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Friday, January 14, 2022

Pope Francis: "some entrepreneurs and business leaders have service to all at heart, and not only private interests or those of restricted circles."


Clementine Hall Friday, 7 January 2022

I am pleased to receive you on the occasion of your pilgrimage to Rome on the theme of the common good. I thank Msgr. Dominique Rey for his kind words. I find it very good and courageous that, in today’s world often marked by individualism, indifference and even the marginalization of the most vulnerable people, some entrepreneurs and business leaders have service to all at heart, and not only private interests or those of restricted circles. I do not doubt that this constitutes a challenge for you. Therefore, I would like to share with you some

teachings of the Gospel, which may help you perform your role as leaders in accordance with the heart of God. I will take two pairs of concepts that appear as if they ought to be in tension, but which the Christian, with the help of grace, may unify in his or her own life: ideal and reality, authority and service.

Ideal and reality. A few days ago I mentioned that “collision”, that shock, which every Christian often experiences, between the ideal he dreams of and the reality he encounters. I did so with reference to the Virgin Mary in front of the manger in Bethlehem: she who is forced to give birth to the Son of God in the poverty of a stable (cf. Homily, 1 January 2022): “We hope that everything will be all right and then, like a bolt from the blue, an unexpected problem arises. Our expectations clash painfully with reality” (ibid.).

The pursuit of the common good is for you a cause for concern, an ideal, in the context of your professional responsibilities. The common good is therefore certainly a decisive element in your discernment and in your choices as leaders, but it has to reckon with the obligations imposed by


the economic and financial systems currently in place, which often make a mockery of the evangelical principles of social justice and charity. And I imagine that, at times, your task weighs on you, that your conscience comes into conflict when the ideal of justice and the common good that you would like to achieve has not been realised, and that the harsh reality presents itself to you as a lack, a setback, a remorse, a shock.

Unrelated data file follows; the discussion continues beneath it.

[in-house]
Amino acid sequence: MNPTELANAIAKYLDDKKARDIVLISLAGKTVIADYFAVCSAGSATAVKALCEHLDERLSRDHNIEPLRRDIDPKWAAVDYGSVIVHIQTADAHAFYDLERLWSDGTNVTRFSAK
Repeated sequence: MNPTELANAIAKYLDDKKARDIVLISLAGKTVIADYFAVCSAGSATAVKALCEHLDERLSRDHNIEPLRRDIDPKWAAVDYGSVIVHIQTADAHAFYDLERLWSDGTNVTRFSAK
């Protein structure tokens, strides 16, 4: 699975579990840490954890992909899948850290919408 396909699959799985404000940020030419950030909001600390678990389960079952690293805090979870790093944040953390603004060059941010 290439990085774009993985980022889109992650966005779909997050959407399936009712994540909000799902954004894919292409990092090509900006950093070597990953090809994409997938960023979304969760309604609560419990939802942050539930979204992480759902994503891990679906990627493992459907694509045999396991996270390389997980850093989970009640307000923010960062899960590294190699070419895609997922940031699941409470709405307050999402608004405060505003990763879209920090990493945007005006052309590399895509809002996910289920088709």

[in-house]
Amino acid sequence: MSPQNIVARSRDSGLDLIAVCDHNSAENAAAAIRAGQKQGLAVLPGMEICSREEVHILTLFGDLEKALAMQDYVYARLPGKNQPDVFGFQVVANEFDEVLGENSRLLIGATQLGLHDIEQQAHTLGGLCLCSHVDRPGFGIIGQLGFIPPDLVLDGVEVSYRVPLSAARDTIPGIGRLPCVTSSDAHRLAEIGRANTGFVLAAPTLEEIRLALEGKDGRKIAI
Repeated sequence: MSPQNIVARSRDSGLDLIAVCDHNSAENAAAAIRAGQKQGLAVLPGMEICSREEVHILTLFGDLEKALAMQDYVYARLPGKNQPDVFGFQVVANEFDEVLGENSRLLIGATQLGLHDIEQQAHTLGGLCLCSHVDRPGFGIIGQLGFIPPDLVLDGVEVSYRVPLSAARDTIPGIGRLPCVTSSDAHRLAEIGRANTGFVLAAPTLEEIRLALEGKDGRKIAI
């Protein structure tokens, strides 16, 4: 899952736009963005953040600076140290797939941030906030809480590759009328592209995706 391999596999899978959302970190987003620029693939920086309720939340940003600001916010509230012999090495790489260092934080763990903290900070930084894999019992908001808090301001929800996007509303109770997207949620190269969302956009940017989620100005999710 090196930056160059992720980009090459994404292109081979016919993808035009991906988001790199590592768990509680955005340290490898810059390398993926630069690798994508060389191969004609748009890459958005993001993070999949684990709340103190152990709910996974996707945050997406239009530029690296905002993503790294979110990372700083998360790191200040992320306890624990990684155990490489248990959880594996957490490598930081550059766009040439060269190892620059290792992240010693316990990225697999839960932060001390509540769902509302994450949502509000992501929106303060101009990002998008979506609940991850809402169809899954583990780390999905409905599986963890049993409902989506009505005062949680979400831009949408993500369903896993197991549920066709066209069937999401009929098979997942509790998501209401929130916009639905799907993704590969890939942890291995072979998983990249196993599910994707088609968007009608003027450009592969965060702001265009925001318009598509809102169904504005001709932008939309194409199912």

It is important that you can overcome this, and live it in faith, so as to be able to persevere and not to be discouraged. Faced with the “scandal of the manger”, Mary was not discouraged; she did not rebel, but rather she reacted by keeping it and meditating it in her heart, demonstrating a mature faith, that is strengthened in trial. To keep is to accept, despite the darkness and in humility the things that are difficult to accept, that we did not want, that we could not prevent; not to try to disguise or superficially make life seem better, to escape our responsibilities. And to meditate is, in prayer, to unify the good and bad things that make up life, to grasp better the interconnection and meaning from God's perspective (cf. ibid.).

The second dualism is authority and service. When the Apostles argue among themselves about who is the greatest, Jesus intervenes: “If anyone would be first, he must be last of all and servant of all” (Mt 9: 35). The mission of the Christian leader resembles, in many respects, that of the shepherd, of which Jesus is the model, and who knows how to go ahead of the flock to show the way, to stay in its midst to see what has happened, and also to stay behind the others, to make sure that no-one loses touch. I have often urged priests and bishops to have “the odour of the sheep”, to immerse themselves in the reality of those who are entrusted to them, to know them, to be close to them. I think that this advice is valid also for you! Therefore, I encourage you to be close to those who cooperate with you at all levels: to take an interest in their lives, to be aware of their difficulties, their sufferings, their troubles, but also their joys, their plans, their hopes.

To exercise authority as service requires that you share it. Here too, Jesus is our teacher, when he sends the disciples on their mission, giving them the same authority as him (see Mt 28: 13-20). You are invited to implement subsidiarity, “respecting everyone’s autonomy and capacity to take initiative, especially that of the least. All the parts of a body are necessary, and ... those that may seem the weakest and least important, in reality are the most necessary” (General Audience, 23 September 2020). In this way, the Christian manager is called to consider carefully the place assigned to all people in his company, included those whose tasks may seem of minor importance, because everyone is important in God’s eyes. Although the exercise of authority requires us to take courageous decisions, sometimes in the first person, subsidiarity allows each person to give the best of himself, to feel that he is participating, to bear his share of responsibility and thus contribute to the good of the whole.

I realise how demanding the Gospel can be and how difficult it is to implement in a competitive professional world. However, I invite you to keep your eyes on Jesus Christ, with your life of prayer and the offering of your daily work. On the cross, he experienced loving to the very end, carrying


out his mission to the point of giving his life. You too have your crosses to bear. But be confident: he promised to accompany us “to the close of the age” (Mt 28:20). Do not hesitate to invoke the Holy Spirit, that he may guide your decisions. The Church needs your witness.

I thank you, and I bless you. And do not forget to pray for me. Thank you. _____________________________
Bulletin of the Holy See Press Office, 7 January 2022

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